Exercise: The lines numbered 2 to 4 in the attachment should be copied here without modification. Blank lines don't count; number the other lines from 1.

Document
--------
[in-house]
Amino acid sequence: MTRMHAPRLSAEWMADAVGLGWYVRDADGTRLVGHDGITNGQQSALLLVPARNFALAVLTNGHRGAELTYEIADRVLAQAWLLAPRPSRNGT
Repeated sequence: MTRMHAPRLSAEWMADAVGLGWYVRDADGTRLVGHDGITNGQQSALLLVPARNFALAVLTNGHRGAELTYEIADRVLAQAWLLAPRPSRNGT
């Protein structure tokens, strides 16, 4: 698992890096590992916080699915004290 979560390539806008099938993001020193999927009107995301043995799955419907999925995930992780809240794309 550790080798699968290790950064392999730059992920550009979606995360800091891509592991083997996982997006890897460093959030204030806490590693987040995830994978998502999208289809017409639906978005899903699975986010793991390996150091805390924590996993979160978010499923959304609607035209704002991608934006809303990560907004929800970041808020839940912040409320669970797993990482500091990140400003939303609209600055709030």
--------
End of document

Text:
Amino acid sequence: MTRMHAPRLSAEWMADAVGLGWYVRDADGTRLVGHDGITNGQQSALLLVPARNFALAVLTNGHRGAELTYEIADRVLAQAWLLAPRPSRNGT
Repeated sequence: MTRMHAPRLSAEWMADAVGLGWYVRDADGTRLVGHDGITNGQQSALLLVPARNFALAVLTNGHRGAELTYEIADRVLAQAWLLAPRPSRNGT
């Protein structure tokens, strides 16, 4: 698992890096590992916080699915004290 979560390539806008099938993001020193999927009107995301043995799955419907999925995930992780809240794309 550790080798699968290790950064392999730059992920550009979606995360800091891509592991083997996982997006890897460093959030204030806490590693987040995830994978998502999208289809017409639906978005899903699975986010793991390996150091805390924590996993979160978010499923959304609607035209704002991608934006809303990560907004929800970041808020839940912040409320669970797993990482500091990140400003939303609209600055709030």